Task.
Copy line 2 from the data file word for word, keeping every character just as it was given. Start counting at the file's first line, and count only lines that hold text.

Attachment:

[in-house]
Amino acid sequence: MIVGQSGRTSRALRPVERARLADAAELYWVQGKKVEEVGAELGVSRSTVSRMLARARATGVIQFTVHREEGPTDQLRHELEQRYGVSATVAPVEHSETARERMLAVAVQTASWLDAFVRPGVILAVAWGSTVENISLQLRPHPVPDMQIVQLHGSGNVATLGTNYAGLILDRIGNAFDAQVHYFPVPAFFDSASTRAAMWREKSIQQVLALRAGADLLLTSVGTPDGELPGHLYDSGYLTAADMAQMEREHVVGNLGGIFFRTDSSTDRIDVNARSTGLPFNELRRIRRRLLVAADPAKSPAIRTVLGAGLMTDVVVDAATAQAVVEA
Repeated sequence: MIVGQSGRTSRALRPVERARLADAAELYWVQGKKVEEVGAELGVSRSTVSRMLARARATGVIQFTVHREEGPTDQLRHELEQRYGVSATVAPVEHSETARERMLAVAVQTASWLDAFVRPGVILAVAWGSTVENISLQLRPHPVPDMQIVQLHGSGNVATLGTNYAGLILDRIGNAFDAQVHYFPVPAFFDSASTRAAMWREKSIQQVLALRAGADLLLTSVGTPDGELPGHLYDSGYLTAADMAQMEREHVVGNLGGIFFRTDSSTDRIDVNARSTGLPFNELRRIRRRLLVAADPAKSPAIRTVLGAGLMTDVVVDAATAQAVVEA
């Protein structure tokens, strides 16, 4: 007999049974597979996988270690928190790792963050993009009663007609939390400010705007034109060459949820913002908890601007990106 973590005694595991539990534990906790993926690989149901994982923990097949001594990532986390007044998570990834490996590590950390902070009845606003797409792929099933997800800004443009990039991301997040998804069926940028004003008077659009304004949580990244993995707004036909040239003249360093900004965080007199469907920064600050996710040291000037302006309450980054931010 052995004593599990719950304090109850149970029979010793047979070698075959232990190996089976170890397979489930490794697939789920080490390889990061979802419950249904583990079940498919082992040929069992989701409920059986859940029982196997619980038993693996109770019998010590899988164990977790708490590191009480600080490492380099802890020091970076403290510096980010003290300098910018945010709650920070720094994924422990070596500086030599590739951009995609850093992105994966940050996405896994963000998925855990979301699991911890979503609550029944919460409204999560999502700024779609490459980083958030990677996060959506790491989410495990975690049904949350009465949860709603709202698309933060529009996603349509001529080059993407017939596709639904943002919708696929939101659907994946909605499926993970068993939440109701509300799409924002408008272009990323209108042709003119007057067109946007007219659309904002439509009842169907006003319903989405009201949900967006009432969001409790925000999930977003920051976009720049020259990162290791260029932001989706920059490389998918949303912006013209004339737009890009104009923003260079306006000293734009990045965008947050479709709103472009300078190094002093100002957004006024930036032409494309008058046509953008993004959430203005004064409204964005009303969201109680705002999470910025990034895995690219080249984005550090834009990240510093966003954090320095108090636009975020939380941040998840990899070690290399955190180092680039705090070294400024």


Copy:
Amino acid sequence: MIVGQSGRTSRALRPVERARLADAAELYWVQGKKVEEVGAELGVSRSTVSRMLARARATGVIQFTVHREEGPTDQLRHELEQRYGVSATVAPVEHSETARERMLAVAVQTASWLDAFVRPGVILAVAWGSTVENISLQLRPHPVPDMQIVQLHGSGNVATLGTNYAGLILDRIGNAFDAQVHYFPVPAFFDSASTRAAMWREKSIQQVLALRAGADLLLTSVGTPDGELPGHLYDSGYLTAADMAQMEREHVVGNLGGIFFRTDSSTDRIDVNARSTGLPFNELRRIRRRLLVAADPAKSPAIRTVLGAGLMTDVVVDAATAQAVVEA